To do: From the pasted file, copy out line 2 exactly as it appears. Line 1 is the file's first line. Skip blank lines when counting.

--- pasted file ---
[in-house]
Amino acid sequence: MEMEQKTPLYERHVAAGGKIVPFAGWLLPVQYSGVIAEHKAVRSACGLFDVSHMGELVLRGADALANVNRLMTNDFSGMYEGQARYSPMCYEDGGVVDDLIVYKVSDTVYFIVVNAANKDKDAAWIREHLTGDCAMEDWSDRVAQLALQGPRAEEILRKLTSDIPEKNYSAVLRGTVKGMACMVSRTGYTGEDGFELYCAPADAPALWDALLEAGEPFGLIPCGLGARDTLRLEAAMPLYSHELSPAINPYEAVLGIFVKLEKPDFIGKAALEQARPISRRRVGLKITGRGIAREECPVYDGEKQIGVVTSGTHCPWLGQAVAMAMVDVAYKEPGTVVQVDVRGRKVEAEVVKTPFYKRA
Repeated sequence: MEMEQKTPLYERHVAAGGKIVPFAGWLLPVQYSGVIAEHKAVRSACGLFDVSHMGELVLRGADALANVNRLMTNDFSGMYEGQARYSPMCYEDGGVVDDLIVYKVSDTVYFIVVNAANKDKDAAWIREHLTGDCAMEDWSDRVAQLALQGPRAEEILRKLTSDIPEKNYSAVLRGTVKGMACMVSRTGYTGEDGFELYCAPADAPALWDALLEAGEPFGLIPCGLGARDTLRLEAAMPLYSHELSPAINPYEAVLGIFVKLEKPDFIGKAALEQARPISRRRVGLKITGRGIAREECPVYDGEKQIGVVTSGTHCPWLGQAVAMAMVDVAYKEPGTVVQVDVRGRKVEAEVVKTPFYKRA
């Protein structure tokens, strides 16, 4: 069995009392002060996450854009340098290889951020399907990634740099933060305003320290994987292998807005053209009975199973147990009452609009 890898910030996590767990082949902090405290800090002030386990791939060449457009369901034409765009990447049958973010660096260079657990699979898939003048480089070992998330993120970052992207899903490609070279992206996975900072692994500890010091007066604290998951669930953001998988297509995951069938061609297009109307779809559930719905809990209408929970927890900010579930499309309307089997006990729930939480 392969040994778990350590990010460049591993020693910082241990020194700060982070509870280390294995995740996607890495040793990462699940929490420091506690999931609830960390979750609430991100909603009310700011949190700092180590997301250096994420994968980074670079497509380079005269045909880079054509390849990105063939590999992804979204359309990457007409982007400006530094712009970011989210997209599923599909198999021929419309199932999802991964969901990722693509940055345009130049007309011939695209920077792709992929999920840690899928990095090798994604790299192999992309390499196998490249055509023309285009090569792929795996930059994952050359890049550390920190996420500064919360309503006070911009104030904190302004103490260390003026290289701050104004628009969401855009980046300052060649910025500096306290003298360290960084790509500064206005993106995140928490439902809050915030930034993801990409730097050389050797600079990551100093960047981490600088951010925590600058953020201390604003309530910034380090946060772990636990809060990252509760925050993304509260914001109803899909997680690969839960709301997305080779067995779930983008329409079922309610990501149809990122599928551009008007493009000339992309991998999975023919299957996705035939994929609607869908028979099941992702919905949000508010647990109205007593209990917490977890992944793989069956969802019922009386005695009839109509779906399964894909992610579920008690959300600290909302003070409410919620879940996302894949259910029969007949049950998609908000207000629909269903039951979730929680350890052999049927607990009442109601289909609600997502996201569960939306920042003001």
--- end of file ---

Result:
Amino acid sequence: MEMEQKTPLYERHVAAGGKIVPFAGWLLPVQYSGVIAEHKAVRSACGLFDVSHMGELVLRGADALANVNRLMTNDFSGMYEGQARYSPMCYEDGGVVDDLIVYKVSDTVYFIVVNAANKDKDAAWIREHLTGDCAMEDWSDRVAQLALQGPRAEEILRKLTSDIPEKNYSAVLRGTVKGMACMVSRTGYTGEDGFELYCAPADAPALWDALLEAGEPFGLIPCGLGARDTLRLEAAMPLYSHELSPAINPYEAVLGIFVKLEKPDFIGKAALEQARPISRRRVGLKITGRGIAREECPVYDGEKQIGVVTSGTHCPWLGQAVAMAMVDVAYKEPGTVVQVDVRGRKVEAEVVKTPFYKRA